Bromacetone

Bromoacetone[1]
Identifiers
CAS number 598-31-2 YesY
PubChem 11715
ChemSpider 11223 YesY
ChEBI CHEBI:51845 YesY
RTECS number UC0525000
Jmol-3D images Image 1
Properties
Molecular formula C3H5BrO
Molar mass 136.98 g mol−1
Appearance Colorless lachrymator
Density 1.634 g/cm³
Melting point

-36.5 °C, 237 K, -34 °F

Boiling point

137 °C, 410 K, 279 °F

Vapor pressure 1.1 kPa (20 °C)
Hazards
MSDS MSDS at ILO
Flash point 51.1 °C
 YesY (verify) (what is: YesY/N?)
Except where noted otherwise, data are given for materials in their standard state (at 25 °C, 100 kPa)
Infobox references

Bromoacetone is an organic compound with the formula CH3COCH2Br. This colorless liquid is a lachrymatory agent. It is a precursor to other organic compounds.

Occurrence

Bromoacetone is naturally present (less than 1%) in the essential oil of a seaweed from the vicinity of the Hawaiian Islands.[2]

Synthesis

Bromoacetone is available commercially, sometimes stabilized with magnesium oxide. It was first described in the 19th century, attributed to N. Sokolowsky.[3]

Bromoacetone is prepared by combining bromine and acetone,[4] with catalytic acid. If you use a base you will obtain bromoform instead. CH3C(O)CH3 + Br2 → CH3C(O)CH2Br + HBr The main difficulty with this method is over-bromination, resulting in di- and tribrominated products. In terms of mechanism, as with all ketones, acetone enolizes in the presence of acids or bases. The alpha carbon then undergoes electrophilic substitution with bromine.[5]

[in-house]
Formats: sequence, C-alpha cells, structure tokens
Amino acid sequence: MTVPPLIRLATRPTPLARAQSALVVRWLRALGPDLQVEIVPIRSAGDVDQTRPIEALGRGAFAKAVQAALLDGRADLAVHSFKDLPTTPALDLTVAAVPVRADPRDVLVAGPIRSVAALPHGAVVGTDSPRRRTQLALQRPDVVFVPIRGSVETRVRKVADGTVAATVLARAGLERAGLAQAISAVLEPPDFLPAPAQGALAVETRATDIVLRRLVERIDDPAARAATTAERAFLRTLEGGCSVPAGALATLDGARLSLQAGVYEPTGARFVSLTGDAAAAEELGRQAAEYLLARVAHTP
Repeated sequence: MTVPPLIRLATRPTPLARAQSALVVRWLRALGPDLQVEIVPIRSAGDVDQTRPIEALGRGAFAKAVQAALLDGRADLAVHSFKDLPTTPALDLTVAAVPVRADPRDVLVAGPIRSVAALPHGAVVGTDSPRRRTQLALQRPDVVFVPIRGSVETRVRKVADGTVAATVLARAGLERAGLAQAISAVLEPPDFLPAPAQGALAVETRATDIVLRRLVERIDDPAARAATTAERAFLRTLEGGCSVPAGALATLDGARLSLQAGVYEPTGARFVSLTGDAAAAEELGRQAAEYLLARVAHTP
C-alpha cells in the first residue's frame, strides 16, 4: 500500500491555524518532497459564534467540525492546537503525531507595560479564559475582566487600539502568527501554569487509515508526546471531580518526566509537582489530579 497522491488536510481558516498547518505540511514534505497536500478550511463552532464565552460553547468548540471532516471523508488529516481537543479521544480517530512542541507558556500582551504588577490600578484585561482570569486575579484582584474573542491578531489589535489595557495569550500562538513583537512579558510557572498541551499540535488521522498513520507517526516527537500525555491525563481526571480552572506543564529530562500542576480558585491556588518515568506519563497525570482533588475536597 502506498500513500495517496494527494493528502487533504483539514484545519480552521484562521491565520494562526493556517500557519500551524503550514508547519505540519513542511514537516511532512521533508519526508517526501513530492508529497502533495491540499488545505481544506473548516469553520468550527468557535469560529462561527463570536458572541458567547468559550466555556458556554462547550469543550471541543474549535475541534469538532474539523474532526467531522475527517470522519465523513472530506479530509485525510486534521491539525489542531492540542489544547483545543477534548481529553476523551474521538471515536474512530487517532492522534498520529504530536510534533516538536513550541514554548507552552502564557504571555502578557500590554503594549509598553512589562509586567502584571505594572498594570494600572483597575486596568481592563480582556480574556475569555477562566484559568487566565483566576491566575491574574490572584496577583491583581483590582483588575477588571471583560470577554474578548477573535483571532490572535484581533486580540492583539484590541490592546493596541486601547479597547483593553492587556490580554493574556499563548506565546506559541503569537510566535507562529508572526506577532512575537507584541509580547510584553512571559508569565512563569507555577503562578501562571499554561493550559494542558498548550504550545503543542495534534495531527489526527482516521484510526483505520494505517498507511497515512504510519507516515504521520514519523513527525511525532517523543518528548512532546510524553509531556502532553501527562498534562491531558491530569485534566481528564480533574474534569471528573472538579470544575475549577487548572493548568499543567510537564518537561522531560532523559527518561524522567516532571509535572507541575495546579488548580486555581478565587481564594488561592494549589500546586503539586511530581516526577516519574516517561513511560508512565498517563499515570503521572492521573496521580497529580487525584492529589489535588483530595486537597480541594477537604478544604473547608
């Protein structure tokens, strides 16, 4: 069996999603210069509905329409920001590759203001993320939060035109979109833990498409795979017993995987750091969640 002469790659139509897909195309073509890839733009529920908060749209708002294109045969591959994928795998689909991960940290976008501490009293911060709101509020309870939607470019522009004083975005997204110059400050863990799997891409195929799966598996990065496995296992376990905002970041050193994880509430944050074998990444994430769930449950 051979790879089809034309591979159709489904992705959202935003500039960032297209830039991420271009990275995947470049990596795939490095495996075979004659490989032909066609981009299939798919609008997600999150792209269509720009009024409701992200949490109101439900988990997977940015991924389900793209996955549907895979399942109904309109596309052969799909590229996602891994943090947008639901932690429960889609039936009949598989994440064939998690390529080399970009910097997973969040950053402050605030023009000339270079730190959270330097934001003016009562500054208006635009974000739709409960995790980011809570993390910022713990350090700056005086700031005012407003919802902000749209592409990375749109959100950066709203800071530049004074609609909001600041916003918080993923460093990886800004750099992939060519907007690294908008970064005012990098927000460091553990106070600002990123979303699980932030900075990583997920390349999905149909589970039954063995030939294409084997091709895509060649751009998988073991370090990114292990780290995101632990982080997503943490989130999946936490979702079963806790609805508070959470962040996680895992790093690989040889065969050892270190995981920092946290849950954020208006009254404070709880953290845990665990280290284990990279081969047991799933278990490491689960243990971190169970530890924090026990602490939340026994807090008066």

Applications

It was used in World War I as a chemical weapon, called BA by British and B-Stoff (white cross) by Germans. Due to its toxicity, it is obsolete as a riot control agent and is not used anymore. Bromoacetone is a versatile reagent in organic synthesis. It is, for example, the precursor to hydroxyacetone (b.p. 40–43°/12 mm, CAS #116-09-6).[6]

See also

References

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